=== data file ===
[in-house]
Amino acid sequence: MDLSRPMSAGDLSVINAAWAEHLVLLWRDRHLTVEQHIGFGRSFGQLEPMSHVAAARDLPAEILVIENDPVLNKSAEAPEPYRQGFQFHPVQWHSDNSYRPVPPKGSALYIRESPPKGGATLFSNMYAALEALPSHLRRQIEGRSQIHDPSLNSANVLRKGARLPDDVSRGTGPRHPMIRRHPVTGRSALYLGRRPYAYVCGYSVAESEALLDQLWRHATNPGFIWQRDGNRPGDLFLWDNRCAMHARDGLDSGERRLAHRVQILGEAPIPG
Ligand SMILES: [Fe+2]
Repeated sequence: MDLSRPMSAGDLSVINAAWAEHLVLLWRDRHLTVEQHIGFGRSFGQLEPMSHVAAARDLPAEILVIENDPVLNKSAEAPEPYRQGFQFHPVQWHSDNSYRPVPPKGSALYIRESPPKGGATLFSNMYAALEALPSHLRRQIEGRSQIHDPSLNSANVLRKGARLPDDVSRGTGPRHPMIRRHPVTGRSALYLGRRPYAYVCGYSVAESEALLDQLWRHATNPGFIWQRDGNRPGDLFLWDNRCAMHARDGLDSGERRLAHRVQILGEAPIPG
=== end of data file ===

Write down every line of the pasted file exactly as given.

[in-house]
Amino acid sequence: MDLSRPMSAGDLSVINAAWAEHLVLLWRDRHLTVEQHIGFGRSFGQLEPMSHVAAARDLPAEILVIENDPVLNKSAEAPEPYRQGFQFHPVQWHSDNSYRPVPPKGSALYIRESPPKGGATLFSNMYAALEALPSHLRRQIEGRSQIHDPSLNSANVLRKGARLPDDVSRGTGPRHPMIRRHPVTGRSALYLGRRPYAYVCGYSVAESEALLDQLWRHATNPGFIWQRDGNRPGDLFLWDNRCAMHARDGLDSGERRLAHRVQILGEAPIPG
Ligand SMILES: [Fe+2]
Repeated sequence: MDLSRPMSAGDLSVINAAWAEHLVLLWRDRHLTVEQHIGFGRSFGQLEPMSHVAAARDLPAEILVIENDPVLNKSAEAPEPYRQGFQFHPVQWHSDNSYRPVPPKGSALYIRESPPKGGATLFSNMYAALEALPSHLRRQIEGRSQIHDPSLNSANVLRKGARLPDDVSRGTGPRHPMIRRHPVTGRSALYLGRRPYAYVCGYSVAESEALLDQLWRHATNPGFIWQRDGNRPGDLFLWDNRCAMHARDGLDSGERRLAHRVQILGEAPIPG